A Point of Honor 18

A Point of Honor
Chapter 18 Draft (10-27-09)

Sandalwood? Could it be? It seemed unlikely but the scent remained in the air and not a part of his imagination only. Rashid could not remember smelling anything near as perfect, sweat and fragment since his youth, and even then not often. He’d read that except in botanical gardens the tree itself, the fine grained Indian subspecies at least was extinct.

His father was—had been— a dealer in antiquities and as such would occasionally have items made from this rarest of woods come into his procession. One item, a small chest, he’d given to Rashid’s mother, and inside she’d store secrete things, sometimes trinkets or treats for the small boy. Shaking away the remembrances he brought himself back to the present, filing the memories of another place for another time.

Still—Rashid was familiar with the aroma as were few others—and in the past had thought of having the scent added to the life support system on the Sword of the Prophet, but there seemed to be no standard template and no one with a formula. Something lost in time. But here it was, reserved for the few. A few. Perhaps not reserved but a benefit of power, a benefit that was as hidden as to Rashid it was seductive.

This was the second time The Sword’s Captain had been brought to the palace, to the attention and most particularly the quarters of Muhammad Ahmad al-Gamrawi Bey, supreme leader of all the Caliphate and Allah’s most favored. Because of that first meeting where his career and perhaps even life was spared Rashid was able to get over his sense of awe but his reverence remained undiminished. This time instead of being taken directly to Gamrawi Bey’s quarters a servant took them to a garden enclosed within the palace walls, therein the sandalwood trees and the scent so fondly remembered.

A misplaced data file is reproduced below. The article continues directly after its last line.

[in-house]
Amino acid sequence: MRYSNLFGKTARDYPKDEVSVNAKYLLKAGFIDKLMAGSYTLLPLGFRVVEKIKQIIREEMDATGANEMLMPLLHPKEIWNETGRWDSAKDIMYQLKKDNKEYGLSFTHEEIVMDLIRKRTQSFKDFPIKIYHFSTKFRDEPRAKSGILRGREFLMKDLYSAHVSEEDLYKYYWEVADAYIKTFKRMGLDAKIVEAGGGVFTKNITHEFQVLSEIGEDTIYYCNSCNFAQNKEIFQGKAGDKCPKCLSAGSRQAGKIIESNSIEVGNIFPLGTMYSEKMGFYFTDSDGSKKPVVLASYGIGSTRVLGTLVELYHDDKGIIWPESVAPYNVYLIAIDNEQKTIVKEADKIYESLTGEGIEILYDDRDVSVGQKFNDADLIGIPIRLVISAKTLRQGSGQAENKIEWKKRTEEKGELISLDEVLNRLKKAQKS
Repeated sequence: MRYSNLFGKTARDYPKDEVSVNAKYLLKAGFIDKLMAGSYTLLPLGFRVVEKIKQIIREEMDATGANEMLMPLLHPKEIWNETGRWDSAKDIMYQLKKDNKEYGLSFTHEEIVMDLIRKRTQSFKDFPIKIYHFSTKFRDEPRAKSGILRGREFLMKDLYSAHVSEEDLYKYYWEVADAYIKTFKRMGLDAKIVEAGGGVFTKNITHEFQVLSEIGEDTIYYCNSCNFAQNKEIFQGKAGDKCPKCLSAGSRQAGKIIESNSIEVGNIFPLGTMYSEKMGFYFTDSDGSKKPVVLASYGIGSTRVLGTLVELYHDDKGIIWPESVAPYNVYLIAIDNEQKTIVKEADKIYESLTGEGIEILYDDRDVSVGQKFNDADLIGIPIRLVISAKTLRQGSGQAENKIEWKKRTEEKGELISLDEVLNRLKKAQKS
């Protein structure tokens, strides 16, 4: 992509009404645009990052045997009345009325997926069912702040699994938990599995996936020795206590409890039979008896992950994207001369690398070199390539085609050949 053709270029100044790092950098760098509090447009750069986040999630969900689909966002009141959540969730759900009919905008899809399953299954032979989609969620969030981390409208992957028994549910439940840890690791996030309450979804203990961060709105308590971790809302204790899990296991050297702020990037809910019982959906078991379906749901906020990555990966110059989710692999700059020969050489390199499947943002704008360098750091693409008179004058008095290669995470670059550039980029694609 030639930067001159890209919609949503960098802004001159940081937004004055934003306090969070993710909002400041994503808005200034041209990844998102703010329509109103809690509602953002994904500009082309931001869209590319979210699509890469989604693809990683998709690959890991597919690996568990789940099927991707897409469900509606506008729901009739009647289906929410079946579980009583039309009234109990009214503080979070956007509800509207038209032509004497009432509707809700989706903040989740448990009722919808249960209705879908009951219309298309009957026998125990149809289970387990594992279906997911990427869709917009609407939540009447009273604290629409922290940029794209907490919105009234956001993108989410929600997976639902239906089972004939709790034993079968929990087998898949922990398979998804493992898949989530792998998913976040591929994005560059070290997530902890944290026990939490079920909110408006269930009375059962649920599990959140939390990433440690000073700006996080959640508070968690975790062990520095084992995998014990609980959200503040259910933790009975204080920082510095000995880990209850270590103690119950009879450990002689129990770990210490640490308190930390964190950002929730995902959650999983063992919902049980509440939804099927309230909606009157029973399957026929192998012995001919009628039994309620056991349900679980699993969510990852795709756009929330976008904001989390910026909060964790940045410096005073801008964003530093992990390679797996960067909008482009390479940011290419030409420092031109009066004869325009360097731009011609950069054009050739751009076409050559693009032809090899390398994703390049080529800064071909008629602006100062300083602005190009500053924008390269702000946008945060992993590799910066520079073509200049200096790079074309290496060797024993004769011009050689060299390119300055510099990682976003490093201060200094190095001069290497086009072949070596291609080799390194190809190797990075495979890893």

“We will not stay long,” Shehzad Tanweer, his superior and head of the Regulations Compliance Office said. “Answer any questions sparing no one—myself included should it come to that—I am bringing you with me so that when you go back to fleet duty and assume command of your squadron, your reputation as one who is a confidant of the Caliph will protect ct you from superiors and subordinates alike.

Only the day before Rashid had found out about his promotion and new circumstances. The orders were issued and sent while he was still in space decelerating for orbit bringing his ship and information home.

It was standard procedure to track the military you might need to fight someday. With a war already in progress, however lacking of public notice and hidden, it was obligatory. Rashid Kalid back from Trudelheim was supplying some of the details that Shehzad Tanweer wished confirmed. Reports were one thing, the willingness to back them up face to face against a superiors expressed doubt something else again.

“You say everything is under control?”

“I say it was,” Kalid replied. “But I don’t trust it and I hated the need to leave before the troops from New Brittan were eliminated. And I think there is the potential for things to get even worse on Triocat where we stopped first. I looked into the report concerning the loss of that company sized unit reported before I last left Earth and our commander on the ground could not explain how it could have happened. ‘Chalk it up to the fog of war,’” he said “He thinks some indigenous force of some type was responsible. I think there was outside meddling of some type, perhaps Cardoman, perhaps from somewhere else. It is a situation that could use watching and something more than our normal support runs. And were it my decision I would replace the man in charge. Not for being clueless but for lack of initiative.”